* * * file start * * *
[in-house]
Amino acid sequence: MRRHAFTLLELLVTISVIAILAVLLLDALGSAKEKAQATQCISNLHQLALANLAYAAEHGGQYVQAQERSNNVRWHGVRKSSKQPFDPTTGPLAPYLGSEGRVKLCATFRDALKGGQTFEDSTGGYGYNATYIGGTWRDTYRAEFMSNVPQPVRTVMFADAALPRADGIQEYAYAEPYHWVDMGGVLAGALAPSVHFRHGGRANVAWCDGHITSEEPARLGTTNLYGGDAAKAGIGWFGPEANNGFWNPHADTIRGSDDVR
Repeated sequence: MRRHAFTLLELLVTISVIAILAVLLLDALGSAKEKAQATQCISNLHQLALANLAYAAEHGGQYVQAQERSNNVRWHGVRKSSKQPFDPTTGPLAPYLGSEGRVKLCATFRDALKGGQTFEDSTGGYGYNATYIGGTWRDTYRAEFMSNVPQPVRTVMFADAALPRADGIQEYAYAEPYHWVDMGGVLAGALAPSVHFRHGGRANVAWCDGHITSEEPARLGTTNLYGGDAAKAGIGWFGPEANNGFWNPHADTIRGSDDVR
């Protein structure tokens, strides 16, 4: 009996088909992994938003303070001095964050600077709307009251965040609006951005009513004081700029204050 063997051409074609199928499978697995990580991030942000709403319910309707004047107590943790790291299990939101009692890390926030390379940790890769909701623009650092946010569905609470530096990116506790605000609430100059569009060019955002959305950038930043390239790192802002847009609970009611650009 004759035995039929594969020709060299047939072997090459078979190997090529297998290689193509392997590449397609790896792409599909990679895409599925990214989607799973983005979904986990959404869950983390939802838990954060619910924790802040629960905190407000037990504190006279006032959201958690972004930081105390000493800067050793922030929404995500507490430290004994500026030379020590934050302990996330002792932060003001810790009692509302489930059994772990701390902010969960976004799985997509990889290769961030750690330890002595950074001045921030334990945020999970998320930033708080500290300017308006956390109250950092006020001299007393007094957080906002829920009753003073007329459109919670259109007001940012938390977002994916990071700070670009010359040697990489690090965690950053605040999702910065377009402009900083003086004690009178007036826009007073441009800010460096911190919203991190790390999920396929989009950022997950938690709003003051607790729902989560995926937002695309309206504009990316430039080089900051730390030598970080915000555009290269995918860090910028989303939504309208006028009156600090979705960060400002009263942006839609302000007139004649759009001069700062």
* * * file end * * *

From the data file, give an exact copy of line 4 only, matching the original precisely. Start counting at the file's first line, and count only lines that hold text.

């Protein structure tokens, strides 16, 4: 009996088909992994938003303070001095964050600077709307009251965040609006951005009513004081700029204050 063997051409074609199928499978697995990580991030942000709403319910309707004047107590943790790291299990939101009692890390926030390379940790890769909701623009650092946010569905609470530096990116506790605000609430100059569009060019955002959305950038930043390239790192802002847009609970009611650009 004759035995039929594969020709060299047939072997090459078979190997090529297998290689193509392997590449397609790896792409599909990679895409599925990214989607799973983005979904986990959404869950983390939802838990954060619910924790802040629960905190407000037990504190006279006032959201958690972004930081105390000493800067050793922030929404995500507490430290004994500026030379020590934050302990996330002792932060003001810790009692509302489930059994772990701390902010969960976004799985997509990889290769961030750690330890002595950074001045921030334990945020999970998320930033708080500290300017308006956390109250950092006020001299007393007094957080906002829920009753003073007329459109919670259109007001940012938390977002994916990071700070670009010359040697990489690090965690950053605040999702910065377009402009900083003086004690009178007036826009007073441009800010460096911190919203991190790390999920396929989009950022997950938690709003003051607790729902989560995926937002695309309206504009990316430039080089900051730390030598970080915000555009290269995918860090910028989303939504309208006028009156600090979705960060400002009263942006839609302000007139004649759009001069700062």